One of the challenges of providing Smalltalk on Cloud Foundry (or any cloud hosting system) is that the applications are typically given an ephemeral file system and isolated from read/write access to any persistent disk. This is, of course, for good reasons, but makes it difficult to use Smalltalk applications (like Pier on Pharo) that rely on image-based persistence. We recently described getting a Pharo application (in that case AIDAweb) running on Cloud Foundry 2, but each time you stop and start an application instance you would lose all the saved data.
This post describes a way to modify a private Cloud Foundry system to provide access to a persistent file system from an application instance. Note that this is a proof-of-concept and demonstrates that it is possible to work around the carefully-designed isolation in Cloud Foundry. We do so by providing every Pharo application the same shared space that is completely replaced whenever you upload a new application. We also give all files and directories read/write/execute permission so that subsequent launches of the application (which Cloud Foundry does with a new user and group) will have access.
Create a Virtual Disk
The first step is to create a fixed-size (~500 MB) virtual disk (based on ideas here) that can be used by the application instance for persistent file storage. The following steps, done as root on the Cloud Foundry server, give us what the needed disk:
dd if=/dev/zero of=/var/st_virtual_disk.ext3 bs=550000000 count=1
mount -o loop,rw,usrquota,grpquota /var/st_virtual_disk.ext3 /var/smalltalk/
chmod 777 /var/smalltalk/pharo/
Making the Disk Visible in the Warden Container
Cloud Foundry’s architecture includes a Warden that manages a container for each application instance that includes a private root file system. On Ubuntu 10.04 LTS this is implemented using aufs, and the mount action is (at the moment) found in /var/vcap/data/packages/warden/29/warden/root/linux/skeleton/lib/common.sh line 60 (with :/var/smalltalk=rw added):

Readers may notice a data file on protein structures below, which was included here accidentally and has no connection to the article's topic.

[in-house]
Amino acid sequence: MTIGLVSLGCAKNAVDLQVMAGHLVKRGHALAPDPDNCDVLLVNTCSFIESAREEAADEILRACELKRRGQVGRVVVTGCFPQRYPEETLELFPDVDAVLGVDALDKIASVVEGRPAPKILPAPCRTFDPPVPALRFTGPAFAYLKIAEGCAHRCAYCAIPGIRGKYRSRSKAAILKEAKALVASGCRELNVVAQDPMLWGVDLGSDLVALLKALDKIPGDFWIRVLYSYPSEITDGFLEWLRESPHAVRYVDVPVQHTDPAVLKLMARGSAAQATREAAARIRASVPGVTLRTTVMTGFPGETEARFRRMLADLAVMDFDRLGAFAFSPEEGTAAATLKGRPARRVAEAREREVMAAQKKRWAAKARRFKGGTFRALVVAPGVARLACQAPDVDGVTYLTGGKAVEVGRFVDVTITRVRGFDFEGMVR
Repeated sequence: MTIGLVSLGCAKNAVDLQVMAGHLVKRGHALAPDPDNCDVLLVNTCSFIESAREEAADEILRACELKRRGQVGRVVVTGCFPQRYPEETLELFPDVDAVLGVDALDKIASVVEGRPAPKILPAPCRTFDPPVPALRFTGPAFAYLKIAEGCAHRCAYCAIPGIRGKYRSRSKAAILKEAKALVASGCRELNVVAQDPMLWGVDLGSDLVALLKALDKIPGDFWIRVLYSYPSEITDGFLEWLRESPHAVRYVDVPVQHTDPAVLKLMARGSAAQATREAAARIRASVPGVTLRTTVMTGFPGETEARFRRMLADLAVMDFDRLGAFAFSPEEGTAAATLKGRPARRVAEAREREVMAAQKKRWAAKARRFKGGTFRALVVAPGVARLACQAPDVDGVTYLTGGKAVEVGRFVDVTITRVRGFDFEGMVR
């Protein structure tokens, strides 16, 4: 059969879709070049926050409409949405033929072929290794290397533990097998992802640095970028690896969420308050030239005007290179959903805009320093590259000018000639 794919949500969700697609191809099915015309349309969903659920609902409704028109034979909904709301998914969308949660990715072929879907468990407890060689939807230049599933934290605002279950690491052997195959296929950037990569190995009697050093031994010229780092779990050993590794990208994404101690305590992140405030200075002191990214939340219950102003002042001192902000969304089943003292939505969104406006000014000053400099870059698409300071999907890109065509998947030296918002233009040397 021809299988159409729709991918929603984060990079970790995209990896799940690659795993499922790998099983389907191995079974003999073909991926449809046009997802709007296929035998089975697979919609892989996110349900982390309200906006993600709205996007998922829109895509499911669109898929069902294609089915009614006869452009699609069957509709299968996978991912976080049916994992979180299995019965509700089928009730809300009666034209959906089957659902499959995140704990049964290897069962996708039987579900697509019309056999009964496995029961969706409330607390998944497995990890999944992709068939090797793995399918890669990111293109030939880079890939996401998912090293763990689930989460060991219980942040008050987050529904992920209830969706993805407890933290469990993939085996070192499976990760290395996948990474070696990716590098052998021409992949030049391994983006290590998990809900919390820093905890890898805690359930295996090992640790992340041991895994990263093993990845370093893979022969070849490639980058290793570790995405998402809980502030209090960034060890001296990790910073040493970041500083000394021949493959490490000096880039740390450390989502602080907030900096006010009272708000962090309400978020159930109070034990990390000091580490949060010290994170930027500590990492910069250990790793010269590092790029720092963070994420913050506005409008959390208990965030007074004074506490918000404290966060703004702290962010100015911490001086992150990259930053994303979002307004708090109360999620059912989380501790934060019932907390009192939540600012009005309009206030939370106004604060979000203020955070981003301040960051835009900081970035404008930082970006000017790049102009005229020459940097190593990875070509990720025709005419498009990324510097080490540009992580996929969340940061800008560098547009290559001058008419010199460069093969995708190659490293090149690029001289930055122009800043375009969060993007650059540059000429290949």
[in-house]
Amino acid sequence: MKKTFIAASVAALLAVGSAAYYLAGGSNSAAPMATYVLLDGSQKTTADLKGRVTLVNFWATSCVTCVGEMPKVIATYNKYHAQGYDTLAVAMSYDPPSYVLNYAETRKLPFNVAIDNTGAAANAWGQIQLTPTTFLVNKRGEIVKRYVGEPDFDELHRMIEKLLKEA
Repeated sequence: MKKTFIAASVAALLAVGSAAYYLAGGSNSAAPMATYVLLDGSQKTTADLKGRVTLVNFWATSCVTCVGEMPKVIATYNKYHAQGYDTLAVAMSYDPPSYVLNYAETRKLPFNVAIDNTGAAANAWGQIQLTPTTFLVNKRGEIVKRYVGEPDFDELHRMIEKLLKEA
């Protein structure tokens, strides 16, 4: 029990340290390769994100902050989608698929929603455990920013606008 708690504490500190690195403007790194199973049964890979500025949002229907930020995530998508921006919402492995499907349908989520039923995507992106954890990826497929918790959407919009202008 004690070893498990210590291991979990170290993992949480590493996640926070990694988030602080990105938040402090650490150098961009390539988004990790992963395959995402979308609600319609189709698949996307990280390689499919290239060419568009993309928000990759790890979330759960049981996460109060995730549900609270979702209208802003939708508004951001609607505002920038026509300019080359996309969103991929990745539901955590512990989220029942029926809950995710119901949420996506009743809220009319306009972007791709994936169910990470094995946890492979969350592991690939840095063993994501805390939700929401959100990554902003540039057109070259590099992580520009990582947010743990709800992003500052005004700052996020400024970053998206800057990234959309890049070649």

mount -n -t aufs \ -o br:tmp/rootfs=rw:$rootfs_path=ro+wh:/var/smalltalk=rw none mnt
This means that the container’s private root file system has a /pharo top-level directory that maps to a persistent 500 MB virtual disk. The remaining portion of the external file system (from /var/vcap/data/packages/rootfs_lucid64/1) is read-only and the internal file system (from /var/vcap/data/warden/depot/*/tmp/rootfs/) is read/write.
New Pharo Buildpack
Now rather than simply creating a startup script, the buildpack needs to copy things to the persistent file system and use that when running the application. Following is the new compile script:
#!/usr/bin/env bash # BUILD_DIR=$1 CACHE_DIR=$2 BUILD_PACK_DIR=$(dirname $(dirname $0)) # cd $BUILD_DIR rm -rf /pharo/* 2>&1 cp `ls *.image` /pharo/pharo.image cp `ls *.changes` /pharo/pharo.changes 2>&1 rm *.image *.changes 2>&1 if [ ! -e startup.st ]; then touch startup.st fi cp -r * /pharo chmod -R 777 /pharo/* rm -rf * # cat > startup.sh << EOF #!/usr/bin/env bash # umask 0000 ln -s /pharo ./pharo cd pharo /opt/pharo/pharo -vm-display-null -vm-sound-null pharo.image startup.st \$PORT EOF chmod +x startup.sh
On the client (before pushing the application to the cloud), there are some changes needed. I started with the Pier 3.0 download (from on this page). The pre-build image is in Pharo 1.3 and does not include Smalltalk code for accessing the OS environment variables (at least not that I found easily). Thus, you can see above that the startup script is modified to add $PORT to the command line when starting Pharo. With that change, Pier can be started on the supplied port with this startup.st script (that might work for any Seaside application):
| manager adaptor port | port := (SmalltalkImage current argumentAt: 1) asNumber. manager := WAServerManager default. adaptor := manager adaptors first. adaptor port == port ifFalse: [ manager stopAll. adaptor port: port. manager startAll. ].
This runs Pier on Cloud Foundry on a persistent file system but Pier needs to save the image regularly. It would also be desirable to save the image when sent a SIGTERM (perhaps with something like Chaff). One can save the image from the /status page, though since one can also quit the image from that page it probably should have some security!
In any case, we have demonstrated that it is possible to provide a persistent file store for a Pharo application on a private Cloud Foundry server.